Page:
"That's him playing on a playground in Puerto Rico somewhere," Maddon said. "That's what I love about him. There's no fear in his game. His game is a game and he sees things in advance and he's fearless. He could strike out three or four times in a row and that is not going to impact his fifth at-bat."

Just about every week throughout the season, Baez shows the baseball world something it's never seen before. 

From his lightning quick tags to his swim move slides to hitting bombs left-handed during batting practice to his rocket arm that has been clocked as high as 98 mph on the infield — even he has to surprise himself every now and then, right? Especially like this play Tuesday night?

"Nah, not really," he said, smirking. "I think if it's in your mind, it's possible. I see a lot of things that people can do and they don't realize it. I realize everything I can do and everything I can't do."

If you ever want to know what makes Baez "El Mago," read that last sentence again:

"I realize everything I can do and everything I can't do."

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Jose Quintana continued his strong run in a dominant 7-inning performance against the Dodgers

Jose Quintana continued his strong run in a dominant 7-inning performance against the Dodgers

During the 4th inning of the Cubs’ 7-2 win over the Los Angeles Dodgers on Tuesday night, LA right fielder Cody Bellinger took a 92 mile per hour fastball from Jose Quintana and sent it right back his way at 96:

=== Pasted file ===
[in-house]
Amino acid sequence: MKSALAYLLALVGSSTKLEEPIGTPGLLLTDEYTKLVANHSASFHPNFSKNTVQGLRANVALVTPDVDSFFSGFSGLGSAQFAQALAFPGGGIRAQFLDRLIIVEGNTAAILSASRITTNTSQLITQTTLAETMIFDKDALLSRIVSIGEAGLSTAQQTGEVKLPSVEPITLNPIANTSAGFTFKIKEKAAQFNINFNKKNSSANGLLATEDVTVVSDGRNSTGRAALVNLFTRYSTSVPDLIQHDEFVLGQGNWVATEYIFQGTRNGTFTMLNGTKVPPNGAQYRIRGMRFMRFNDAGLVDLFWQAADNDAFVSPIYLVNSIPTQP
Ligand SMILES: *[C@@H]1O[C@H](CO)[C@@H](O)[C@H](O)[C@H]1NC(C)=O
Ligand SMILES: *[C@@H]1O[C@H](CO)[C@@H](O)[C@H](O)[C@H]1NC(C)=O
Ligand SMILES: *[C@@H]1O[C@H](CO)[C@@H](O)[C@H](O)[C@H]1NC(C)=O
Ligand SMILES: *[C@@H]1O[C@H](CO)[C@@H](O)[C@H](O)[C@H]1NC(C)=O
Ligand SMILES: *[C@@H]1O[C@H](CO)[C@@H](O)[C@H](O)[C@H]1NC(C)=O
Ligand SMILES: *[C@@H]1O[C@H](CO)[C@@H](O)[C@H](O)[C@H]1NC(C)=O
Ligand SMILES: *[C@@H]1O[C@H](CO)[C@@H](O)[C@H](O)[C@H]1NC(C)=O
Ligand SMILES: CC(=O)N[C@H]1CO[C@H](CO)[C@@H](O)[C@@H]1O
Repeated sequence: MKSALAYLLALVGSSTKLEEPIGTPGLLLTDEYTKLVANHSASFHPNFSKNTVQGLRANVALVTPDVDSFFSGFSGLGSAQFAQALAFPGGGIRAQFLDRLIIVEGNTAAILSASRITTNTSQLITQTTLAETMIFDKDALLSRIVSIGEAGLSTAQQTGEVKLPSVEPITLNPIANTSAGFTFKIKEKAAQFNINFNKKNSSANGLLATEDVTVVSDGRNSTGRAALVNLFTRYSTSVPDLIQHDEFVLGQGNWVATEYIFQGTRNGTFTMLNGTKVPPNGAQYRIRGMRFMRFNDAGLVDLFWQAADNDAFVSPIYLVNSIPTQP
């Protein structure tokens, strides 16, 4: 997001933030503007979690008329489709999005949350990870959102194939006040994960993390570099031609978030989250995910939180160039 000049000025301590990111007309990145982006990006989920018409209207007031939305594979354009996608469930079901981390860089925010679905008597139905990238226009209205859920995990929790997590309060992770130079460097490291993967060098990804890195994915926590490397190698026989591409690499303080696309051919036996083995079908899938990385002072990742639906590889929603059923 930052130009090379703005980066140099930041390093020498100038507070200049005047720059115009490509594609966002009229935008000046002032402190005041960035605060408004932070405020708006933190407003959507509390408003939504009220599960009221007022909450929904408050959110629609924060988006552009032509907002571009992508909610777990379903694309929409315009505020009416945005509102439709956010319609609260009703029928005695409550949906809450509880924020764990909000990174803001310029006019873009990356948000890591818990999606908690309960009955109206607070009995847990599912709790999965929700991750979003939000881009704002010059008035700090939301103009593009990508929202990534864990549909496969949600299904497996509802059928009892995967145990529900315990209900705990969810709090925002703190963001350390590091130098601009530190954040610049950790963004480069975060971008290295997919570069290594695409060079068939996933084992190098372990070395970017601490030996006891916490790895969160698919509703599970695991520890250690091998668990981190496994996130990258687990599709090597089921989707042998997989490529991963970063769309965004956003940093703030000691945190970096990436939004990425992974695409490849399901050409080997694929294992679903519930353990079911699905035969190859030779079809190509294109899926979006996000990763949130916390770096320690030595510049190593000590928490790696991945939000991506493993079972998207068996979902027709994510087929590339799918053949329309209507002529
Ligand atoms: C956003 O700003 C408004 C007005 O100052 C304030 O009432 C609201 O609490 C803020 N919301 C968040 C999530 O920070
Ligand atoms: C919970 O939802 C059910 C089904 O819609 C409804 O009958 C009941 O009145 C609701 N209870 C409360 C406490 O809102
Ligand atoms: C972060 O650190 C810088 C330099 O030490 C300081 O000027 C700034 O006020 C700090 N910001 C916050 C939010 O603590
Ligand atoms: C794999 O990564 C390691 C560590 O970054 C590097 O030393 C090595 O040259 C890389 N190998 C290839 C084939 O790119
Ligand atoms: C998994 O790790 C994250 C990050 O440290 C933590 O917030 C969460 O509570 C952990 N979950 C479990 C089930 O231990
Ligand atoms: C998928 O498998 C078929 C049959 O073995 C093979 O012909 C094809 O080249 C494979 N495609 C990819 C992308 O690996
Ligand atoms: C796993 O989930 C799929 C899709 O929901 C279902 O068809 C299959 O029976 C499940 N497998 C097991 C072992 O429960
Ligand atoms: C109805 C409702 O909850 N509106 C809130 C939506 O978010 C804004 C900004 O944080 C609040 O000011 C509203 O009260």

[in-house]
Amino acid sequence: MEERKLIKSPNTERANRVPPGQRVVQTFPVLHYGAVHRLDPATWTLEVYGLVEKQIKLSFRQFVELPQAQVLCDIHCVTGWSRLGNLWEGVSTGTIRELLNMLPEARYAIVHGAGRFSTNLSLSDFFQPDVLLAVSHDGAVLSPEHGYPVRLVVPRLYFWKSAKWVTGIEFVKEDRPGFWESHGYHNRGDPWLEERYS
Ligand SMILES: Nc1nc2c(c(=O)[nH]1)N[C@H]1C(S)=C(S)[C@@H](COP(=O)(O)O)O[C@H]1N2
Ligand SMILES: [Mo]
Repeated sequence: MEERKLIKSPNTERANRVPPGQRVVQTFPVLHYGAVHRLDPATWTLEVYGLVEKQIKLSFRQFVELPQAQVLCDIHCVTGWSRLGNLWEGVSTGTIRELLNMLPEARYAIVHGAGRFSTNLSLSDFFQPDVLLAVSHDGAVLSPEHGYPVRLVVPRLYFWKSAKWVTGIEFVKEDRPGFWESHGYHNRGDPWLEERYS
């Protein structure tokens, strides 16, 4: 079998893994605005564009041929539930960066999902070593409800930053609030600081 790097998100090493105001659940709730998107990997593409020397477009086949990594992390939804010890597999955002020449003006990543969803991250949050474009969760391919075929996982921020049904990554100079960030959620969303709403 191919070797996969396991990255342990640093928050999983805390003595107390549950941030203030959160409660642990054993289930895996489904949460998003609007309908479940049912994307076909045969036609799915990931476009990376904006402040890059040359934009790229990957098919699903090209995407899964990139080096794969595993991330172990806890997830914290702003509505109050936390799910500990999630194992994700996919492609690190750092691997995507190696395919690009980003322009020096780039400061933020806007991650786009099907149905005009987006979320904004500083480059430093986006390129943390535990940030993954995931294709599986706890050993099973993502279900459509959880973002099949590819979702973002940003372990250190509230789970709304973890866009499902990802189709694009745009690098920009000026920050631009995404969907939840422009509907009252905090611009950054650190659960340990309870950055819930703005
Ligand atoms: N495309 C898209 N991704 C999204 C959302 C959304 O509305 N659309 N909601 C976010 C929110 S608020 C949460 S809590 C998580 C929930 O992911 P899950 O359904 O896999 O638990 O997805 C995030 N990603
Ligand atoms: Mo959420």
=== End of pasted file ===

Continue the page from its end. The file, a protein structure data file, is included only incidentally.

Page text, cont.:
After a quick (maybe unintentional?) grab, Quintana calmly tossed the ball in his glove a few times before walking off the mound without even a grimace.

It was just that kind of night for Quintana, who pitched 7 strong innings while allowing only two runs on four hits and striking out seven. He’s now gone seven innings in three straight starts, all Cubs wins - two of which were against teams that currently sit in 1st place.

“We needed that kind of performance tonight,” Manager Joe Maddon said after the game. “They have a very difficult lineup to navigate and he was once again on top of his game. Great focus - he kept coming back with good pitches. Really the curveball was very pertinent tonight and then he had some good changeups to go with the fastball. He’s pitching.”

Quintana flashed an impressive amount of control while working through one of baseball’s toughest lineups. After walking six batters through his first two starts, Quintana has now only walked three since. 71 of his 114 pitches -- the most thrown by any Cubs pitcher this season, per team notes -- went for strikes. 

“I feel great,” he said after the game. “I know I’ve been throwing the ball really well the last couple of starts. All my stuff’s worked really good.”

“This year he’s been really good,” Willson Contreras added. “He’s using all his pitches which he didn’t do last year very often. I think he has his mind in the right place right now, and we’re in a good place.”

Quintana’s offspeed repertoire was firmly on display all night. Per Statcast, after throwing two changeups to Dodgers leadoff hitter Enrique Hernandez, he didn’t show the pitch again until the 4th. On the night, he threw the change up 12 times; the Dodgers failed to put a single one in play. 

“We’ve been in these types of situations and conversations since Spring Training,” Contreras added. “I saw him working out his change up in [there], which is good. He was a little harder than 84, but today I think was one of the best games he threw with the change up.”

Through 28 innings pitched this season, the lefty now sports a sub-3 FIP (2.89) and is striking out over 11 batters per nine innings. Some pitchers that have a higher FIP include David Price, Jacob deGrom and Stephen Strasburg. 

“He’s absolutely pitching right now,” Maddon added. “Where in the past I thought he would just pretty much rely on his fastball. He’s becoming a pitch maker.”